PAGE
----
When I grew-up my mum had name for kind of burger I had with my lovely cold beer and beautiful bay view. She taught me to refer to them as chipmunk burgers. Now our so-called chipmunk burgers aren’t probably actually made with chipmunk meat, so it’s not an entirely fair moniker since I also haven’t actually eaten chipmunk meat otherwise and don’t have a true baseline off of which to compare. But the term does accurately drive home the point that these kinds of burgers do not in any way, shape or form adhere to any experience of beef that could be verified as actually coming from a cow, steer or bull. The burger I had is not resemble anything, in texture or taste, that I have prepared for myself at home, or occasionally dine on at my local pub. What ever was in that burger may or may not have been part of a bovine being. (Google ‘Finely Textured Meat’ or ‘Pink Slime’, but only if you’re not contemplating a meal within the next hour or so.) I will say that I ate the burger; all of it, every last bite. I was really hungry, and while it didn’t bring me much pleasure, it did bring up some nostalgiac memories of late 1970s and early 1980s institutional food and it wasn’t repellent or disgusting in the true sense of the word. It had a crunchy crust and a soft interior, and it tasted mostly of salt and some vague meat or meat-like quality. So, the emotion this chipmunk burger brought on me was less revulsion and more disappointment and curiosity.
My chipmunk burger in paradise cost $15 before tax and tip. Not crazy expensive (it had cheese and bacon, after all), but not exactly cheap either. I looked around at the clientele at the restaurant, and they looked pretty well healed to me, like you’d expect in the middle of Georgian Bay cottage country. There’s a couple in their twenties who have arrived by boat and probably snuck out for lunch from one of their parents’ cottage. Here’s a middle-aged couple with their two kids, one of which is wearing sweatshirt with the name and crest of a fancy Toronto private school on it’s front. Over there is a foursome of retirees, who may or may not be on their way back from a morning of playing golf. The parking in front of the restaurant was a reliable mix of German and Japanese SUV’s. You’d think any of these people would be willing to spring a few more bucks for a burger that was recognizably made of beef?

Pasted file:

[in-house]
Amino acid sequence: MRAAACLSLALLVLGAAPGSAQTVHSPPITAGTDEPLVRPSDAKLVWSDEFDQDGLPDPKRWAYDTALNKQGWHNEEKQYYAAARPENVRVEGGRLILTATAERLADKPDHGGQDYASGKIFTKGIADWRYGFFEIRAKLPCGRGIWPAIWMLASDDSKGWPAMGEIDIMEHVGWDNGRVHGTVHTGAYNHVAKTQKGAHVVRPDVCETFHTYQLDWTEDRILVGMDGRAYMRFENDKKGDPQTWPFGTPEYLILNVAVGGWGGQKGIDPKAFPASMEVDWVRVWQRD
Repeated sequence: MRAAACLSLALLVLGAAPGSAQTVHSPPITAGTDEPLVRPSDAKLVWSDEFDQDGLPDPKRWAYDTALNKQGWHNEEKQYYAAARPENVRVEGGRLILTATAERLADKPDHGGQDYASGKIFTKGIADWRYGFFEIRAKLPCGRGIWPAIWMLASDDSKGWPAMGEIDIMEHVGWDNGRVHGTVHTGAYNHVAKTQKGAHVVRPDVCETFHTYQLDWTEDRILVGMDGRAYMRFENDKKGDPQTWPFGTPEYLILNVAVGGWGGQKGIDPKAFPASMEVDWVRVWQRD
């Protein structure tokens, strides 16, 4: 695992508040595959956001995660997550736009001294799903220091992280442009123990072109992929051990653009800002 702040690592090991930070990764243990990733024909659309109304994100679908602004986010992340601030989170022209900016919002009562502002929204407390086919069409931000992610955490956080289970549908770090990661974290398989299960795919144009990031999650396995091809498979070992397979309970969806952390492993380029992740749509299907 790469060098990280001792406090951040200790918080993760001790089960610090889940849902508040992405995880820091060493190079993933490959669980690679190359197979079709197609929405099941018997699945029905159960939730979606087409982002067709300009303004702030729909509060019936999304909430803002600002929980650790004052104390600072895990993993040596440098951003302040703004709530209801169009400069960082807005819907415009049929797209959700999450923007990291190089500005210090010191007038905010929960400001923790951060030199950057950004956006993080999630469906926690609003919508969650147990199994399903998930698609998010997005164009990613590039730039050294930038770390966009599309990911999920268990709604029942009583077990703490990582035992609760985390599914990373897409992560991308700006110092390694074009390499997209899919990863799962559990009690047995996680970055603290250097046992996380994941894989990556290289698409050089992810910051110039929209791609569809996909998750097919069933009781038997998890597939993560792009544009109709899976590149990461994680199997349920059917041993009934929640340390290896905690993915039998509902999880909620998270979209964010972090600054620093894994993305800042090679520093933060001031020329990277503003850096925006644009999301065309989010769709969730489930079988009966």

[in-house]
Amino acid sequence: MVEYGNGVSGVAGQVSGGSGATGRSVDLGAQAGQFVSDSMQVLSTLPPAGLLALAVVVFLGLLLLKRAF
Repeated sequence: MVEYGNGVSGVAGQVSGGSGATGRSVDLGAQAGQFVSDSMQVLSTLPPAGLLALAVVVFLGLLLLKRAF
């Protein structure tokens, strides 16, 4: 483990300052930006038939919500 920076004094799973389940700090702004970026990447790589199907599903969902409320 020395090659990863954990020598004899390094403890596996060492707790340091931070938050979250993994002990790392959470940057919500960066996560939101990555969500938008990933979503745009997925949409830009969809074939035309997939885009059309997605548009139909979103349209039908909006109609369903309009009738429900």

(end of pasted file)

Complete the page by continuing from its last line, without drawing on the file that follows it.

I didn’t get it, and I still don’t. Well not all of it, anyway. One thing I get, or am pretty sure of, is that everything on my plate, and my wife’s and friends’ plates, probably came out the back of the same truck. Efficiencies were being achieved and savings were being made. Was the restaurant simply trying to survive in an environment where there weren’t may options outside of the silver trailer? Was rent higher than I imagined because of the view? Did the seasonal nature of the business make more cut throat than usual? Or were the well healed diners mostly simply cheap ignoramuses who either didn’t know from good food or didn’t care? Hell, maybe they prefer chipmunk burgers? Maybe my poor restaurateur had dedicated that burger section of his or her menu because they had tried to serve real food that could actually be served at medium-rare and show dark pink, but had been rebuffed for daring to set them at a $18 or $19 price point and brought to the brink of bankruptcy by their folly. Perhaps this is what it looks like when the good food counter-revolution comes. Never again, maybe they thought, as they ticked the box next to chipmunk burgers on the form from their supplier, who uses the word “system” in its corporate name, through a veil of their own tears while scolding a server for placing two mustard packs on some cheap jerk’s plate. Maybe they cry themselves to sleep while dreaming of Chez Panisse and a less cruel world where people wouldn’t just expect decent food at every meal but might even demand it. Or, maybe I’m just a stuck-up bourgeois effete and food snob who doesn’t understand the world outside of his downtown Toronto bubble.
I’ll never know, because I will be making my own burgers for the rest of the week.